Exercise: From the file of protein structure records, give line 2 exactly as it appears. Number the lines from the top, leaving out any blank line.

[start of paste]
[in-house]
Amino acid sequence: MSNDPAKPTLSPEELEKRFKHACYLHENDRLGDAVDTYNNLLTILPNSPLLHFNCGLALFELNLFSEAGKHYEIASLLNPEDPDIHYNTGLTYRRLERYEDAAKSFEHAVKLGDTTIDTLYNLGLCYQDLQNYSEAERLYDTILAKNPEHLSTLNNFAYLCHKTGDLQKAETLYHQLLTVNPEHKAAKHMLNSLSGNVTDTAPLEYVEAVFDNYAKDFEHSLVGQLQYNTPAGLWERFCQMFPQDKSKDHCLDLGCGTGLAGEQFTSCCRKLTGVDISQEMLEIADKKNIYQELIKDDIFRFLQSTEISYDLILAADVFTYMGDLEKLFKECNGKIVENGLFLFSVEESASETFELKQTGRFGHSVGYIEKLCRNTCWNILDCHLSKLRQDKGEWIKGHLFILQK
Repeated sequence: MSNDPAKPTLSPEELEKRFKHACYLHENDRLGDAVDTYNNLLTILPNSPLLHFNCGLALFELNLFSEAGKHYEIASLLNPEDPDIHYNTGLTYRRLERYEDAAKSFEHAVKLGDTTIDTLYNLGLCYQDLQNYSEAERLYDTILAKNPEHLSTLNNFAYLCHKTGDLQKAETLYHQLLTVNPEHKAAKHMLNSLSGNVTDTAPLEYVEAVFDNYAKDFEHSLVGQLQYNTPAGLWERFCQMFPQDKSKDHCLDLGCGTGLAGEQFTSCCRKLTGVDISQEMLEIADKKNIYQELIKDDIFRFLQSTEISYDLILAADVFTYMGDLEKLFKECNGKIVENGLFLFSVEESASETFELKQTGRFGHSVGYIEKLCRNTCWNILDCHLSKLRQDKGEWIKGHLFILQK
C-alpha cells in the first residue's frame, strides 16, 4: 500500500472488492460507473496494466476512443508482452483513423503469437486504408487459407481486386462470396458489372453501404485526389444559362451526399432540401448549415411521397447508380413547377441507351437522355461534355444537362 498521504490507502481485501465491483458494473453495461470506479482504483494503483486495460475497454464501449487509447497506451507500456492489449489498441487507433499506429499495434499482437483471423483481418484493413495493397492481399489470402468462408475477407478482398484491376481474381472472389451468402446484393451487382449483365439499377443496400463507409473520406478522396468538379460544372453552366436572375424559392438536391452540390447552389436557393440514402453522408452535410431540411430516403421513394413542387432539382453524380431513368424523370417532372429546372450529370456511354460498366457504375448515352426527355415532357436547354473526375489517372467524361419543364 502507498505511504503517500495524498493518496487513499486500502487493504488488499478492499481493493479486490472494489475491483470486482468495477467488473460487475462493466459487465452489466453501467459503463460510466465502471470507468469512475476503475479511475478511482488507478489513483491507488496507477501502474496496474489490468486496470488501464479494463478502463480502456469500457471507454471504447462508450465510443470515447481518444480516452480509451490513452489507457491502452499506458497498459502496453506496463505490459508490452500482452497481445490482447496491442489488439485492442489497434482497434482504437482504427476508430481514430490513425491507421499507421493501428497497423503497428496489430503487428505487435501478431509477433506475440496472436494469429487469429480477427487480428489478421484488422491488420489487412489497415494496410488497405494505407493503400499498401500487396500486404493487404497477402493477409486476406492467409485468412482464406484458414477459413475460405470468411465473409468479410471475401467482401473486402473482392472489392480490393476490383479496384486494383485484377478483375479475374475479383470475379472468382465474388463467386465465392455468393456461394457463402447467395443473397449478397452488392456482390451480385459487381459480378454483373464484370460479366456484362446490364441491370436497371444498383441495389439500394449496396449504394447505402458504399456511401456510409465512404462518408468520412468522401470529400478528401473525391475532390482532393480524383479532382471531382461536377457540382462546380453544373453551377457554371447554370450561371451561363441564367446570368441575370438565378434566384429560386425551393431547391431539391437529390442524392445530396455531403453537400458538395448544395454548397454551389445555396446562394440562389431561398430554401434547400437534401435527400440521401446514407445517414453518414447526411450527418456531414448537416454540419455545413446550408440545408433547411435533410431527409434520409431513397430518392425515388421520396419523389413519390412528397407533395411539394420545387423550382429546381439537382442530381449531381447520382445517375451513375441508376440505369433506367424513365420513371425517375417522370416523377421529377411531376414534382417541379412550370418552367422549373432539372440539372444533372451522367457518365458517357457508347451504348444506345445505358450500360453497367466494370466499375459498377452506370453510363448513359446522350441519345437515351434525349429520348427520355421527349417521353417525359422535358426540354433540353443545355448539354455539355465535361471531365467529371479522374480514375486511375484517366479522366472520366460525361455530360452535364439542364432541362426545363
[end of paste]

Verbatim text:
Amino acid sequence: MSNDPAKPTLSPEELEKRFKHACYLHENDRLGDAVDTYNNLLTILPNSPLLHFNCGLALFELNLFSEAGKHYEIASLLNPEDPDIHYNTGLTYRRLERYEDAAKSFEHAVKLGDTTIDTLYNLGLCYQDLQNYSEAERLYDTILAKNPEHLSTLNNFAYLCHKTGDLQKAETLYHQLLTVNPEHKAAKHMLNSLSGNVTDTAPLEYVEAVFDNYAKDFEHSLVGQLQYNTPAGLWERFCQMFPQDKSKDHCLDLGCGTGLAGEQFTSCCRKLTGVDISQEMLEIADKKNIYQELIKDDIFRFLQSTEISYDLILAADVFTYMGDLEKLFKECNGKIVENGLFLFSVEESASETFELKQTGRFGHSVGYIEKLCRNTCWNILDCHLSKLRQDKGEWIKGHLFILQK